This article originally appeared in Shadis #45
by Loren Dean
Ever since the late 70s, Steve Jackson's Car Wars has been one of the ol' faithfuls of the gaming industry. Nearly everybody's played it, and nearly everybody whose played it has thoroughly enjoyed it. The game's a survivor, and even in today's card-glutted market, it's going strong.
One of the things that characterizes a group of gamers I know is their love of the third dimension. Whatever game was being played, they'd run out and buy every figure they could afford, so that big brawls and such looked really cool. Let's face it, there's nothing like pushing figures around a tabletop, and then getting down for a "figure's eye view" of the action, to make a scene come alive.
This group of gamers (of which I was a part, though I've since moved away), renewed their interest in Car Wars in exactly this fashion -- taking it to the third dimension. Sure, we loved Car Wars. For us, it's peculiar brand of large-caliber vehicular violence was unbeatable. However, we had to have that third dimension -- the little counters just didn't cut it anymore.
Accordingly, we seized on an idea, and quickly implemented it. We each bought a 1:24 scale model car, assembled it, and then went through our spare figure parts boxes for weapon-looking stuff to tack onto them. Super-Scale Car Wars (for us at least) was born.
If the notion of playing Car Wars in 1:24 scale appeals to you, great. I've written this article with you in mind, and will explain as best I can how to get started. We'll jump right in.
The first thing you're going to want is some model cars (well, the first thing you'll need is a copy of the rules, but I'm skipping that step). Even if there isn't a very big game shop in your town, there's bound to be someplace that deals in plastic models (Wal-Mart, if nowhere else). When purchasing a model, keep a couple of things in mind. First, try and stay with cars. The way the rules of the game are set up, cars tend to be more efficient to build and play. Therefore, pickups and vans, while having the potential to look really cool, ought to be avoided at first.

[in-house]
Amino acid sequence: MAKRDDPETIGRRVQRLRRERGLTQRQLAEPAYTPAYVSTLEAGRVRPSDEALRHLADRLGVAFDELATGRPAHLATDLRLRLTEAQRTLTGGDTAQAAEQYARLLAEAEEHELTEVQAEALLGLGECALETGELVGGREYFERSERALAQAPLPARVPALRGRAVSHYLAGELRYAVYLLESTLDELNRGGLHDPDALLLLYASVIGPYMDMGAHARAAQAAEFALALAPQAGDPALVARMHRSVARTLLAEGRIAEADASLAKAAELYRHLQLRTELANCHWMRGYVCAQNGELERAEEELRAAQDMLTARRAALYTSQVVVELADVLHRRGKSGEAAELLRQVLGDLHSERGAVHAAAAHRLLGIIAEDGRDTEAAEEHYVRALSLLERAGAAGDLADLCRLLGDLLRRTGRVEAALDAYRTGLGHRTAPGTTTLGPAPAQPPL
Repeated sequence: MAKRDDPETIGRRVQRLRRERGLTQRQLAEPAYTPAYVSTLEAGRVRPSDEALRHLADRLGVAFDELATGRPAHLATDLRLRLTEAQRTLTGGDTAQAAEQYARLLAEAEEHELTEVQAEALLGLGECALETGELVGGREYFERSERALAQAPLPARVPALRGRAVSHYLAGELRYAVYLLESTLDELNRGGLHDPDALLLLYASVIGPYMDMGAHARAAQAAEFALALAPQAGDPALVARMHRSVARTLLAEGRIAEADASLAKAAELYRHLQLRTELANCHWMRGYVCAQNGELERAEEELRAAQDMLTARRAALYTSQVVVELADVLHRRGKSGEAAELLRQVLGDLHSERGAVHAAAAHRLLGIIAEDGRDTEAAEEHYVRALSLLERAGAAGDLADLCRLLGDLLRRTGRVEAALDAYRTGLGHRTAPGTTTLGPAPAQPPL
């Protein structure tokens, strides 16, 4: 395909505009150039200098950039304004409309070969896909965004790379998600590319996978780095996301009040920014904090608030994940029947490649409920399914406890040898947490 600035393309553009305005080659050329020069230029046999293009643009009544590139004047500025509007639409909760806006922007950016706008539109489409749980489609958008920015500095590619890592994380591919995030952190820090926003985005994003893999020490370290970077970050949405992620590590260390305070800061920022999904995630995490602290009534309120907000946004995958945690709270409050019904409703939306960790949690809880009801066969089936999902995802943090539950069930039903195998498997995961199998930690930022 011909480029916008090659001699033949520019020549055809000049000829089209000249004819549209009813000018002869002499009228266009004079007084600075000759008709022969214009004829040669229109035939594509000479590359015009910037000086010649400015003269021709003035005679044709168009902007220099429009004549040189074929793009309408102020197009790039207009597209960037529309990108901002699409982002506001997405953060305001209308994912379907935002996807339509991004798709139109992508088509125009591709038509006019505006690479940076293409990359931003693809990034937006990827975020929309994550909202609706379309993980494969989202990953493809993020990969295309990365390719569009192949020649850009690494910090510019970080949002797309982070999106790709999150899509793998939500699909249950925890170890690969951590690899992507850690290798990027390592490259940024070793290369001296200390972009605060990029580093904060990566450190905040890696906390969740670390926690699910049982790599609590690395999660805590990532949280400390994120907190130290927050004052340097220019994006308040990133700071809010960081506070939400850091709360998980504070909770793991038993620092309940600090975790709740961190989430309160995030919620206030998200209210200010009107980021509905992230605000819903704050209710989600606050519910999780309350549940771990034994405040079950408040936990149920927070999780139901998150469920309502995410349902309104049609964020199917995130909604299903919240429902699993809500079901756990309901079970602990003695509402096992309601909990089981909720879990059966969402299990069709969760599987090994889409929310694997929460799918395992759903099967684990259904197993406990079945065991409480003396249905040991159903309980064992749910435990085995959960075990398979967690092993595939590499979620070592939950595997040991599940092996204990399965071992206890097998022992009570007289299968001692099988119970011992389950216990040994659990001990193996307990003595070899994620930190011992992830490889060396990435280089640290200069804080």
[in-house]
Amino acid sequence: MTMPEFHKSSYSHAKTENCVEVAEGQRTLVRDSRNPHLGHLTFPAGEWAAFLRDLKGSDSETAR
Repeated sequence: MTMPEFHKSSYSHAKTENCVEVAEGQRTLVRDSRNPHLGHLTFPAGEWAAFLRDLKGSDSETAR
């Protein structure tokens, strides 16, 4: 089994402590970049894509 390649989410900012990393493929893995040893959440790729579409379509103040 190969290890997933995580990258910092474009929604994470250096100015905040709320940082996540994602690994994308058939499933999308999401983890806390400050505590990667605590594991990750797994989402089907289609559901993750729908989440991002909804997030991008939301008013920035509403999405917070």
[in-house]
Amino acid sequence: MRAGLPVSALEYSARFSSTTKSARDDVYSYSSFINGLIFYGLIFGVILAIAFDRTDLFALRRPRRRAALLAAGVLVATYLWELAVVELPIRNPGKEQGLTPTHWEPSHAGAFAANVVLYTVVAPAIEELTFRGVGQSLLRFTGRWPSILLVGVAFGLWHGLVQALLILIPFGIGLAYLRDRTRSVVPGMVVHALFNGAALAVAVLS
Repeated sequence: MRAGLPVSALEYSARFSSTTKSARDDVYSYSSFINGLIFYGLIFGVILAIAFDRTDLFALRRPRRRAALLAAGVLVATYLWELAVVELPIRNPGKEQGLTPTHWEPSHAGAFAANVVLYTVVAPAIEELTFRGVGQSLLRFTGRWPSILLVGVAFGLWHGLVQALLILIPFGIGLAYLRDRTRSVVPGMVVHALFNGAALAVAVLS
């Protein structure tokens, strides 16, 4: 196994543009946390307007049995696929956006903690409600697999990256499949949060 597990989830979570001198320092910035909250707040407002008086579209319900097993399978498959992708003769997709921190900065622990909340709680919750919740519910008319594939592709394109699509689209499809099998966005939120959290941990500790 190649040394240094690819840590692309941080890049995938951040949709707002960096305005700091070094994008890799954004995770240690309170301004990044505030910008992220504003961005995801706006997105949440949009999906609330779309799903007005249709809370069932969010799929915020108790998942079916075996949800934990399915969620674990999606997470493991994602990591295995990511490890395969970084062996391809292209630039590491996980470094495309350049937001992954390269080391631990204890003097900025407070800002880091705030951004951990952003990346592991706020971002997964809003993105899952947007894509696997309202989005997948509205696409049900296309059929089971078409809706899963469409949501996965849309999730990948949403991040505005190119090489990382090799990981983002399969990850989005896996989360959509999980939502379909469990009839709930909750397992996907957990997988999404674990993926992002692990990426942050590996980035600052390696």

Selecting a car model can be tricky. There's a good chance that everybody is going to want sports cars. That's great, but I'd encourage variety. A field full of Ferarris and Porsches, no matter how they're tricked out, is going to look too uniform. In addition to the sports cars, I would recommend older cars (stuff from the 50's through the 70's -- big old boats and lean muscle cars). These look mean, and have lots of flat surfaces on them for turrets, weapon pods, etc. Additionally, stock car models can look really good (they've got all the roll cage stuff inside, and there's already only one seat), as do concept car models (the Stingray III, GT-90, and others). Concept cars are not readily identifiable by anyone walking by your game. They also look futuristic, reflecting the game's setting. Several model companies, including Monogram, also make, or have made, a line of weird show car designs that look nothing like any other car (the driver's seat is centered, the car isn't symmetrical, or whatever). These are great, if you can find them. Don't rule out the little cars either. There's little more satisfying then taking out a Cadillac with an upgunned Miata, and compacts add variety to the field. Above all, when selecting your car, be original.
The kits themselves don't have to be super detailed. Many buyers of plastic model kits are looking for detail, and that's what the companies cater to, but it's not necessarily what you should be looking for in a Car Wars model. Ease of assembly should be a high priority. There are a lot of good snap-together model kits out there, which brings us to our next point.
I've even seen players skip the kit step entirely, and buy a die-cast car from a toy store. Such cars are available at most toys stores, and many are 1:24 scale. This is also the only way to get 1:24 scale motorcycles that I've ever seen.
Assembly and Accessorizing
When assembling your model, be aware that you will be handling it often. Some kits have opening hoods, trunks, and even doors, and I suggest gluing those down so they don't flap around in transit or during the game. Gluing it all down also makes painting the body easier -- you can spray the whole thing at once rather than painting the individual pieces and then trying to put them together without getting glue all over the stuff you've already painted.